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Discussion Starter · #1 ·
Hey all,

I am putting together a dossier to exchange my Virginia driver's license for a French one at the sous-prefecture in Rambouillet. Based on advice from this site, I took 10 hours of lessons at an auto-ecole to get comfortable with driving manual and priorite a droite, and I'm reading the Code Rousseau on my own time (both of which have been extremely useful, and I would recommend anyone else exchanging a license to do the same!).

Two questions that have come up:

1. Do I keep my license between the time I submit the dossier to the sous-prefecture and the day I actually go in to exchange it for a French one? I contacted a few traducteurs assermentes to get price quotes for translating the license and my driving record, and one of them is trying to upsell me on an "extra bilingual file authenticated with an apostille to allow you to drive while the file is being dealt with", for a mere extra 40 euros. This seems to me like a load of hogwash, because from what I understood from the sous-prefecture's website, I will still have my license while the file is being processed, no? They will convoke me to present the original, and then a second time for the exchange, right? (I am also 99% sure that only governments are capable of issuing apostilles, but that's a side issue)

2. I downloaded an online version of my driving record and a DMV compliance summary saying I haven't had my license suspended or revoked. Has anyone had success using printed-out online docs for this? They don't look as official as I would have liked them to (given that this is France), and I'm not sure if I'm going to run into problems if the sous-prefecture wants the "originals", since they look no more original than a photocopy. To be fair, I'm not sure that I would get better copies if I asked my parents to go wait in line at the DMV, since they may very well print the exact same thing.

Thanks for any clarification or personal experiences!
L
 

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Hey all,

I am putting together a dossier to exchange my Virginia driver's license for a French one at the sous-prefecture in Rambouillet. Based on advice from this site, I took 10 hours of lessons at an auto-ecole to get comfortable with driving manual and priorite a droite, and I'm reading the Code Rousseau on my own time (both of which have been extremely useful, and I would recommend anyone else exchanging a license to do the same!).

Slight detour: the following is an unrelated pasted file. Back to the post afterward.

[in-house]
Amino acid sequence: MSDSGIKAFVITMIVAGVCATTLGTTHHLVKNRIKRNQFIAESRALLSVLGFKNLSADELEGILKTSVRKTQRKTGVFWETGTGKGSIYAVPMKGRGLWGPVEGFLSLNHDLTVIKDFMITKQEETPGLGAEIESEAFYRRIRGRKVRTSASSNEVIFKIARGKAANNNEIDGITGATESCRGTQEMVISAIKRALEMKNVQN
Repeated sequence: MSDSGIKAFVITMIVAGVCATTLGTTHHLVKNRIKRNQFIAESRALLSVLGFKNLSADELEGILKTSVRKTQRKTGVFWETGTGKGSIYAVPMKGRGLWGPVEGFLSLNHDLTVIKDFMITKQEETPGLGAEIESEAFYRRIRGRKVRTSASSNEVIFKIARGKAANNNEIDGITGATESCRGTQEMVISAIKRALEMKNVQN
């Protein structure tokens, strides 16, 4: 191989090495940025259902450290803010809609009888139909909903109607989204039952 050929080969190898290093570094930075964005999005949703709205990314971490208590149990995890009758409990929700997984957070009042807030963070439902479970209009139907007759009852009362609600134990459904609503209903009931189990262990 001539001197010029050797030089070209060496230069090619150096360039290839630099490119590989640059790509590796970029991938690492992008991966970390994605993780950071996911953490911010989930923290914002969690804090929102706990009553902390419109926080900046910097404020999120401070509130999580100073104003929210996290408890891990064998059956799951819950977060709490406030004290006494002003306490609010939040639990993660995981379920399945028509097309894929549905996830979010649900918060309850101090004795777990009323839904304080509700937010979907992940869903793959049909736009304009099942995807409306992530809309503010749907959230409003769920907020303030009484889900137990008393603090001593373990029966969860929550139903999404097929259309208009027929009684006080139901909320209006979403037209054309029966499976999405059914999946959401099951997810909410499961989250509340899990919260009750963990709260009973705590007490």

Two questions that have come up:

1. Do I keep my license between the time I submit the dossier to the sous-prefecture and the day I actually go in to exchange it for a French one? I contacted a few traducteurs assermentes to get price quotes for translating the license and my driving record, and one of them is trying to upsell me on an "extra bilingual file authenticated with an apostille to allow you to drive while the file is being dealt with", for a mere extra 40 euros. This seems to me like a load of hogwash, because from what I understood from the sous-prefecture's website, I will still have my license while the file is being processed, no? They will convoke me to present the original, and then a second time for the exchange, right? (I am also 99% sure that only governments are capable of issuing apostilles, but that's a side issue)

2. I downloaded an online version of my driving record and a DMV compliance summary saying I haven't had my license suspended or revoked. Has anyone had success using printed-out online docs for this? They don't look as official as I would have liked them to (given that this is France), and I'm not sure if I'm going to run into problems if the sous-prefecture wants the "originals", since they look no more original than a photocopy. To be fair, I'm not sure that I would get better copies if I asked my parents to go wait in line at the DMV, since they may very well print the exact same thing.

Thanks for any clarification or personal experiences!
L
Hi

One's US license / Temporary French permit de conduire: When we exchanged our US licenses for French permits de conduire, we gave the Prefecture our US license the day we applied and they, presumably kept it (and it's now in our dossier).

The Prefecture gave us (as part of the application process) a temporary French permit de conduire. The temporary license was a full size sheet of paper on which was printed a few lines of text that served as our temporary license. One of the passport-sized photos we were required to provide with our application was attached to the paper. When we received our new permit de conduire, we were required to give them back the temporary license.

Driving record: I don't remember giving the Prefecture our driving record. It was my understanding that the Prefecture got our driving record from our State in the US, but I didn't ask about that at the time.

The process may be different now, of course. That's how it was 4 1/2 years ago.

Best of luck.

Ray
 

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As Ray indicates, the procedure varies over time and definitely by prefecture. I've noticed that some prefectures handle the whole thing by mail these days !?